U.S. wants to keep nine bases in Afghanistan, says Karzai

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Afghan President Hamid Karzai vowed Thursday to wring concessions from the United States in negotiations to sign a security pact, saying Washington wanted to retain nine military bases in the country.

After more than 11 years of U.S.-led military intervention in Afghanistan, the two countries are hammering out a deal to allow a limited U.S. troop presence to remain after the international coalition leaves next year.

The size of the “residual” force has not been agreed, with numbers ranging from 2,500 to 12,000, according to U.S. officials, as Washington winds down a war that has become deeply unpopular at home.

Info graphic: Key U.S. bases in Afghanistan

Info graphic: Key U.S. bases in Afghanistan (Design by Farwa Rizwan / Al Arabiya English)
Info graphic: Key U.S. bases in Afghanistan (Design by Farwa Rizwan / Al Arabiya English)

Soldiers kept in Afghanistan would target al-Qaeda militants and help train the local army and police - but a hasty withdrawal could also threaten fragile gains secured since the Taliban were ousted in 2001.

“We are in very serious and delicate negotiations with America,” Karzai said. “America has got its demands, Afghanistan too has its own demands, and its own interests... They want nine bases across Afghanistan.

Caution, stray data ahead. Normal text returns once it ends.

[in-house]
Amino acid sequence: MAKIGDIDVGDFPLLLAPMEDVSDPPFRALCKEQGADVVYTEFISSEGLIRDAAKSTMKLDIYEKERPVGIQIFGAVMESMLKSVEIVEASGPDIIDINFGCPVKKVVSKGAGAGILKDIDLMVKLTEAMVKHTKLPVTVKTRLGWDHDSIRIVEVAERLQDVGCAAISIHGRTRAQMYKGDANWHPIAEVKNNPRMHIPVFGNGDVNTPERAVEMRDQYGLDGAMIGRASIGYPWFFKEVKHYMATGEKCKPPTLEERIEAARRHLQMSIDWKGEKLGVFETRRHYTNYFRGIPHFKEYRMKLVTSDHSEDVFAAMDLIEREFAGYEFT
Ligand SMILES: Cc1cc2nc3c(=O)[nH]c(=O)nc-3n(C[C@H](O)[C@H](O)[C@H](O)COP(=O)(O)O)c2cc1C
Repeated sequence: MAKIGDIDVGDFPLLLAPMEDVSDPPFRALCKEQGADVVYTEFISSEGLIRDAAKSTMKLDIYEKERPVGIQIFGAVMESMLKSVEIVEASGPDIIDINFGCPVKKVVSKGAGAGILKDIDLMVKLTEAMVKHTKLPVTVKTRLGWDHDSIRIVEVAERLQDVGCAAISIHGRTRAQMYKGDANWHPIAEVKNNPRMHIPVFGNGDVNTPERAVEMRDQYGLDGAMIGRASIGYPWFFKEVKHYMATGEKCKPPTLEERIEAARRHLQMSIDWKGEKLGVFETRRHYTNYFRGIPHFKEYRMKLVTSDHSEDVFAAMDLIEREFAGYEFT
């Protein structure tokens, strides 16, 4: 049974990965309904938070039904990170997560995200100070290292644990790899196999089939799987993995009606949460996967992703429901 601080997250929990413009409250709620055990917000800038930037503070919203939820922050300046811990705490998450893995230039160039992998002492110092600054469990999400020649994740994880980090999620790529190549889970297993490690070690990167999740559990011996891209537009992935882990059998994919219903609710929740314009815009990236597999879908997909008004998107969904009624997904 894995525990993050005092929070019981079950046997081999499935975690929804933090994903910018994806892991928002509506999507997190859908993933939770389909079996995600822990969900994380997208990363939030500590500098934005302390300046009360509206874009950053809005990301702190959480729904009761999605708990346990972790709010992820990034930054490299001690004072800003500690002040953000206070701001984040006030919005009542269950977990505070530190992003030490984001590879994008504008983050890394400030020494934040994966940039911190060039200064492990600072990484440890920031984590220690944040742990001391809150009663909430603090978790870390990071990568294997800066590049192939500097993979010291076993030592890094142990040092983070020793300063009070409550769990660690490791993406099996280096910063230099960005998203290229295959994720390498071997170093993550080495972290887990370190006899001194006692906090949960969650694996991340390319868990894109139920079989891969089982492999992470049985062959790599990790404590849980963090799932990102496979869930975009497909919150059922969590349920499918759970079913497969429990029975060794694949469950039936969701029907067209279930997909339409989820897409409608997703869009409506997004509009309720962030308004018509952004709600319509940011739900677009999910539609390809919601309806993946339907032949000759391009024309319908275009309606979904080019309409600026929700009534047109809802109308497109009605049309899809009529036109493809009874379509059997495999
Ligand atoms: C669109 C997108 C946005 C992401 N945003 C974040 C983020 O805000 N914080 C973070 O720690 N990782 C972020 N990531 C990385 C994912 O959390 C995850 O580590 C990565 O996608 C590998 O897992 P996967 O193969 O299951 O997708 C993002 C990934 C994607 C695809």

“Our conditions are that the U.S. intensify efforts in the peace process, strengthen Afghanistan’s security forces, provide concrete support to the economy - power, roads and dams - and provide assistance in governance.

“If these are met, we are ready to sign the security pact,” he told the audience during a speech at Kabul University.

U.S. officials have reportedly said that if 6,000 troops were kept in Afghanistan after 2014, only two bases, in the capital Kabul and at Bagram airfield, would be maintained.

Relations between the U.S. and Afghanistan have been rocky this year as a testing transition phase begins with 100,000 NATO coalition troops pulling back from the fight against the Taliban.

Afghan security forces are taking over responsibility, but doubts remain whether they will be able to control insurgent violence that increasingly focuses on local soldiers and government officials.

Karzai caused outrage in Washington in March when he accused the U.S. of colluding the Taliban to justify its presence in Afghanistan, and he has also regularly criticized U.S. forces over their treatment of civilians.

The U.S. has avoided revealing details about its plans in Afghanistan after 2014 and Karzai’s claim that a total of nine US bases may be kept open are likely to intensify pressure on President Barack Obama.

Immunity from Afghan law for the remaining U.S. troops is likely to be a key demand from Obama, and Karzai has previously said the issue may have to be decided by a gathering of tribal elders.

Karzai said he would allow bases in Kabul, Bagram, Mazar-i-Sharif, Jalalabad, Gardez, Kandahar, Helmand, Shindand and Herat if Afghanistan’s security and economic conditions were met.

“We agree to give you the bases. We see their staying in Afghanistan beyond 2014 in the interests of Afghanistan as well as NATO,” he said.

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